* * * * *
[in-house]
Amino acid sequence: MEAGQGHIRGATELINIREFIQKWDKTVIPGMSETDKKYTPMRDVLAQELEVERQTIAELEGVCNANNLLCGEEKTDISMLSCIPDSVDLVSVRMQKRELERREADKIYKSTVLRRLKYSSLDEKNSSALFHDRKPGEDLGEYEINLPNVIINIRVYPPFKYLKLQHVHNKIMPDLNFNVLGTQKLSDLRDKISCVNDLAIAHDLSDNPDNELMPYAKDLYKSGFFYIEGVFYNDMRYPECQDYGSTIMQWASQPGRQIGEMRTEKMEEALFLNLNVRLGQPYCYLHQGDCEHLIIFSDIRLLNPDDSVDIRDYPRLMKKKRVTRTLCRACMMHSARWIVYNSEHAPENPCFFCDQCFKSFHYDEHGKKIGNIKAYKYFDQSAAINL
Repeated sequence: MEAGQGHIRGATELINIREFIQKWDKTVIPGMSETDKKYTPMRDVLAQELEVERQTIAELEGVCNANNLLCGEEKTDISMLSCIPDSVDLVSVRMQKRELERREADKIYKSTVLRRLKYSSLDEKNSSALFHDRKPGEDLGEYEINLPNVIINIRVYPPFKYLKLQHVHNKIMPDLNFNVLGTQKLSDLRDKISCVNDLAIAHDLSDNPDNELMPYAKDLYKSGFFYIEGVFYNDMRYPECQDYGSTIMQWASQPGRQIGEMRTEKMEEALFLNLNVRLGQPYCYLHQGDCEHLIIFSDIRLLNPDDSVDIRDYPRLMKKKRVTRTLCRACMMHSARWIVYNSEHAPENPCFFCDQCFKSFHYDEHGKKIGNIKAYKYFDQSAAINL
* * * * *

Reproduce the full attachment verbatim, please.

[in-house]
Amino acid sequence: MEAGQGHIRGATELINIREFIQKWDKTVIPGMSETDKKYTPMRDVLAQELEVERQTIAELEGVCNANNLLCGEEKTDISMLSCIPDSVDLVSVRMQKRELERREADKIYKSTVLRRLKYSSLDEKNSSALFHDRKPGEDLGEYEINLPNVIINIRVYPPFKYLKLQHVHNKIMPDLNFNVLGTQKLSDLRDKISCVNDLAIAHDLSDNPDNELMPYAKDLYKSGFFYIEGVFYNDMRYPECQDYGSTIMQWASQPGRQIGEMRTEKMEEALFLNLNVRLGQPYCYLHQGDCEHLIIFSDIRLLNPDDSVDIRDYPRLMKKKRVTRTLCRACMMHSARWIVYNSEHAPENPCFFCDQCFKSFHYDEHGKKIGNIKAYKYFDQSAAINL
Repeated sequence: MEAGQGHIRGATELINIREFIQKWDKTVIPGMSETDKKYTPMRDVLAQELEVERQTIAELEGVCNANNLLCGEEKTDISMLSCIPDSVDLVSVRMQKRELERREADKIYKSTVLRRLKYSSLDEKNSSALFHDRKPGEDLGEYEINLPNVIINIRVYPPFKYLKLQHVHNKIMPDLNFNVLGTQKLSDLRDKISCVNDLAIAHDLSDNPDNELMPYAKDLYKSGFFYIEGVFYNDMRYPECQDYGSTIMQWASQPGRQIGEMRTEKMEEALFLNLNVRLGQPYCYLHQGDCEHLIIFSDIRLLNPDDSVDIRDYPRLMKKKRVTRTLCRACMMHSARWIVYNSEHAPENPCFFCDQCFKSFHYDEHGKKIGNIKAYKYFDQSAAINL